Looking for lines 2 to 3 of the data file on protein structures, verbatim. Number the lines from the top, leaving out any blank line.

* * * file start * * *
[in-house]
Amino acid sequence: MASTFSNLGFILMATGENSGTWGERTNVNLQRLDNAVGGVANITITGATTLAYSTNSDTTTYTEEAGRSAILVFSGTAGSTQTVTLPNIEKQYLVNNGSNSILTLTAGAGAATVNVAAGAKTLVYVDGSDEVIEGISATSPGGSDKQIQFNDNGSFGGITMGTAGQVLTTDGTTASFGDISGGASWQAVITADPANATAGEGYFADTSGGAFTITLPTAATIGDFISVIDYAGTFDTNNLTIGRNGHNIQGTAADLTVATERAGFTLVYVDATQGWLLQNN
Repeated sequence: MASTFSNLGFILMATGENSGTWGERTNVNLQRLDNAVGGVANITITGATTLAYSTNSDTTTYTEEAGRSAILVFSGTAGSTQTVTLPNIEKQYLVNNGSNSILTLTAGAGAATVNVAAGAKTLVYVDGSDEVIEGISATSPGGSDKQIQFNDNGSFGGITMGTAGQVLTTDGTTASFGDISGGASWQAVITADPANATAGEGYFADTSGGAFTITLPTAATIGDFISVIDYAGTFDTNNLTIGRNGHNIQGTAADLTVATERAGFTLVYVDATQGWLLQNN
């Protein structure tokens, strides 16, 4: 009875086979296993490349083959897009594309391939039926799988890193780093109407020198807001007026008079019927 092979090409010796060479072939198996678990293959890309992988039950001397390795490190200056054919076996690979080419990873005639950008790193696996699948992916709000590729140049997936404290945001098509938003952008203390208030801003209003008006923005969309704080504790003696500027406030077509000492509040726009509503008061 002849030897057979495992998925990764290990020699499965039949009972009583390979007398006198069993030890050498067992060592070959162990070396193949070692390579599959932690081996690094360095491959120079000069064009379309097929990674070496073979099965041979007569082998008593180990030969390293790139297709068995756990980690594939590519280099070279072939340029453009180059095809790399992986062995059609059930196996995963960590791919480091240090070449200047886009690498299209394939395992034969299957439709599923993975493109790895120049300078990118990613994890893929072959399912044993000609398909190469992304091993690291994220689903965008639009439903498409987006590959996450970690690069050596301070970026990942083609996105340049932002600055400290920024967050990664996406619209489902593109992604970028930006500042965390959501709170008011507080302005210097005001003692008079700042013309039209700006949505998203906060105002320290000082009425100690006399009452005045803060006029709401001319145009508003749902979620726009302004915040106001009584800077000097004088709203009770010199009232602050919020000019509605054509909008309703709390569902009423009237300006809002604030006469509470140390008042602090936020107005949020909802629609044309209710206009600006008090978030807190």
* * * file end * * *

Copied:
Amino acid sequence: MASTFSNLGFILMATGENSGTWGERTNVNLQRLDNAVGGVANITITGATTLAYSTNSDTTTYTEEAGRSAILVFSGTAGSTQTVTLPNIEKQYLVNNGSNSILTLTAGAGAATVNVAAGAKTLVYVDGSDEVIEGISATSPGGSDKQIQFNDNGSFGGITMGTAGQVLTTDGTTASFGDISGGASWQAVITADPANATAGEGYFADTSGGAFTITLPTAATIGDFISVIDYAGTFDTNNLTIGRNGHNIQGTAADLTVATERAGFTLVYVDATQGWLLQNN
Repeated sequence: MASTFSNLGFILMATGENSGTWGERTNVNLQRLDNAVGGVANITITGATTLAYSTNSDTTTYTEEAGRSAILVFSGTAGSTQTVTLPNIEKQYLVNNGSNSILTLTAGAGAATVNVAAGAKTLVYVDGSDEVIEGISATSPGGSDKQIQFNDNGSFGGITMGTAGQVLTTDGTTASFGDISGGASWQAVITADPANATAGEGYFADTSGGAFTITLPTAATIGDFISVIDYAGTFDTNNLTIGRNGHNIQGTAADLTVATERAGFTLVYVDATQGWLLQNN